I agree the composition should be shortened and the violin is too loud and dry and not in the proper position. I think you mentioned this before but I was bit excited and listened to the track several times and the music kind of just sits in your head...
Hi, Richard - Thanks for letting me know my feedback was received so graciously. There's always something to work on with anything we do, and nothing is actually ever as "finished" as we'd like it to be. I just am glad to hear that my points were well taken.
AND, I'm glad you caught Frank's fantastic virtual orchestra version of a big Broadway style overture. That's a spectacular demonstration of what can be done - and all with Garritan instruments!
Now that you're such a regular here, I think it'd be great if you started listening and responding to more of the posts here in our Listening Room. I'm constantly impressed with the wide variety of work gathered together here, and just like you, the people posting have so much of themselves invested in their work. I know they'd appreciate hearing from you.
Keep coming back, Richard, I always look forward to your posts.
All the basics are here for a fine piece -- strong thematic material, effective orchestration, and, overall, it's well formed.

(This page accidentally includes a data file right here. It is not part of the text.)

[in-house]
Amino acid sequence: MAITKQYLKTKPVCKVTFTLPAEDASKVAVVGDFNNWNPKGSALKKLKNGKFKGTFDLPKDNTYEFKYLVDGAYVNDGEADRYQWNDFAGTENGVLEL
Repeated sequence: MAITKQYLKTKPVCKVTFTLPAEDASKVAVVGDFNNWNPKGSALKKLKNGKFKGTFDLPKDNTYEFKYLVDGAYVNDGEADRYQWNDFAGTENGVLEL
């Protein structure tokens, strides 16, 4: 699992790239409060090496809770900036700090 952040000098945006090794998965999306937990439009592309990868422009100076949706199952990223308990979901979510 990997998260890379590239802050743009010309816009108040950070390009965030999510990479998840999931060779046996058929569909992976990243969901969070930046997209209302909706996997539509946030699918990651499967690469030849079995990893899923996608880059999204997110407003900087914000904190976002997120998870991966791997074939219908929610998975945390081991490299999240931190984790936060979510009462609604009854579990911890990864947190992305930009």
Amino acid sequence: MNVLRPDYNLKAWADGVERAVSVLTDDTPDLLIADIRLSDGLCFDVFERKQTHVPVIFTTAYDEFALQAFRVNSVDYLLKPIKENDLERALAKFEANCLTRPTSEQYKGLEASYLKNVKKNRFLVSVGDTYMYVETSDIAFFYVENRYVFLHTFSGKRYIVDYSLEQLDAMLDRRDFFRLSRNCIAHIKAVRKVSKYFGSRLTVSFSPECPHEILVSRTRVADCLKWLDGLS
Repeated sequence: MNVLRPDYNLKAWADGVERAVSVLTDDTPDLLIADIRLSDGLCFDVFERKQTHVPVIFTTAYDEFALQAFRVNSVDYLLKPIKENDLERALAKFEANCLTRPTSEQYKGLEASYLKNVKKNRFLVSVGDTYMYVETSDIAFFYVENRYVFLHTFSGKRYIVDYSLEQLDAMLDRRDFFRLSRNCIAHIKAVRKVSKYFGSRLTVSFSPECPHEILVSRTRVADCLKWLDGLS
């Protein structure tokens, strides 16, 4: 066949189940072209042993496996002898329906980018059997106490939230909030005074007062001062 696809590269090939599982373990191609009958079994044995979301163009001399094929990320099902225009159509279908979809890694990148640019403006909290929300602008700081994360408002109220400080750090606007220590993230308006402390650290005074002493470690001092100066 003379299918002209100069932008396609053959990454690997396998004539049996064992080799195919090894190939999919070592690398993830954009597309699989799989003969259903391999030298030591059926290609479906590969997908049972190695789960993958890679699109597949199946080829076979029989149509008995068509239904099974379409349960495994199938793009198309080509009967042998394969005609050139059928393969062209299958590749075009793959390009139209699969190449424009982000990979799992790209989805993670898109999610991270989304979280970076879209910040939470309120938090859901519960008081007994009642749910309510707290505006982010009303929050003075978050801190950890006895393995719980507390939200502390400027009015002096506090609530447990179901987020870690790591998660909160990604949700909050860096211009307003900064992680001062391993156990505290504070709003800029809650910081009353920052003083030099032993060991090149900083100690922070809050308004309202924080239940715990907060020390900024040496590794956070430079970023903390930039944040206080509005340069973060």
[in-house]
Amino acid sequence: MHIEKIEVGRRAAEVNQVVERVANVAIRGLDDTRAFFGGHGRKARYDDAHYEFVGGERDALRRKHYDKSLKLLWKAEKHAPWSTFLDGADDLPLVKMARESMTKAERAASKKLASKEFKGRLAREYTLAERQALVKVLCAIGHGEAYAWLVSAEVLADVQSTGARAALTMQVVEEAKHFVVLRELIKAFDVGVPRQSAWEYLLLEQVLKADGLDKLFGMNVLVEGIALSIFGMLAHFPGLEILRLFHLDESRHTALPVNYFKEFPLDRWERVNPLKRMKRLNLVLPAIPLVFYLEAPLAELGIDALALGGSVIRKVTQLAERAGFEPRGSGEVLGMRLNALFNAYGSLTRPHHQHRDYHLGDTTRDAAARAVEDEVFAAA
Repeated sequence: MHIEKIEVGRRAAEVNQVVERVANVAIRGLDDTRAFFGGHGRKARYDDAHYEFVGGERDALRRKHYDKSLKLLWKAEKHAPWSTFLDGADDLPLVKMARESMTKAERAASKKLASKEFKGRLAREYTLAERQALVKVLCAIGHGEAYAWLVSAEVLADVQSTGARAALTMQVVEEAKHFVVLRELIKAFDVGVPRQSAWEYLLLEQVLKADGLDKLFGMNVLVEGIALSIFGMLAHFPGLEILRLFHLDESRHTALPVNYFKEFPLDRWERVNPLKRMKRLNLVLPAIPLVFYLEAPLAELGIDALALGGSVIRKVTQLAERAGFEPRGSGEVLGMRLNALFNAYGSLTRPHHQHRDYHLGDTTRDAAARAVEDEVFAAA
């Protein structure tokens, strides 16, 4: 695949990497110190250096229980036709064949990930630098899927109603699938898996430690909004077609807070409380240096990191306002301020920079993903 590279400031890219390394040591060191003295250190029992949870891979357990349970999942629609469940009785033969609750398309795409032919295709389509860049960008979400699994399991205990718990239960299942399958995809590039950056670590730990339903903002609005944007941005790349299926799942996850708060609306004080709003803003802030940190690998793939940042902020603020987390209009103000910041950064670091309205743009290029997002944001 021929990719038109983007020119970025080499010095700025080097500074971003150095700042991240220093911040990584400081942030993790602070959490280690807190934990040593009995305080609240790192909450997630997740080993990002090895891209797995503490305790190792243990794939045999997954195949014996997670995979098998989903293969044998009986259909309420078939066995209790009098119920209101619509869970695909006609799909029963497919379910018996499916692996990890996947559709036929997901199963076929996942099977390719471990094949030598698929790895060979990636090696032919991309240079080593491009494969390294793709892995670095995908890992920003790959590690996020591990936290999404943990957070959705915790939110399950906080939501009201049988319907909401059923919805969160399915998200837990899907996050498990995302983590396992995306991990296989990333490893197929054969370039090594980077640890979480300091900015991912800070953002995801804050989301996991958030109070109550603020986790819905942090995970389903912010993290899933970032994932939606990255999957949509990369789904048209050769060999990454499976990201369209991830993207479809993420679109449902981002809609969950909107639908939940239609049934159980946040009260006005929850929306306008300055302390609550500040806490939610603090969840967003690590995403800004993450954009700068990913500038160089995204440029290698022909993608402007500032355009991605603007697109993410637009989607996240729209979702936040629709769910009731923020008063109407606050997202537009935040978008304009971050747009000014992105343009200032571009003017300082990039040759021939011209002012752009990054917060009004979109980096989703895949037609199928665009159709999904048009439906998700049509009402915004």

With Randy, I absolutely do feel that this needs to modulate more. The length isn't the problem -- the problem is it never develops sustainable contrast and tension. Those two things, contrast and harmonic tension, are what give a piece its momentum.
I'd like you to do an experiment, if you're up for it. This not to say it's the way to "fix" this piece -- but I think you might learn something by it. First, at periodic points of pause, simply transpose the whole subsequent work up a half step. (This is a little weak, strictly speaking, as a compositional device -- but it usually does work.) Try doing this in two or three successive places in the progress of the piece.
Then, also, across the whole length of the piece -- try very gradually increasing the tempo. (Again, this is something of a backyard mechanic's approach, but usually effective.)
You've already proven that you've got a strong hand at rendering, and I'm certain you already know the shortcomings, there; so I won't really comment on that beyond recommending Randy's notes.
You're doing some fine work, Richard. If we can get you thinking more in terms of larger structures and what it takes to support them, I know, though, that we'll be hearing exceptional work, not merely competence.
Thanks for the feedback. I think it would be cool take on the task with this version of the composition. It would be interesting to apply the ideas you mentioned. I will try and get this done in the next few weeks. Perhaps if it turns out well, I won't have to recompose the piece from scratch.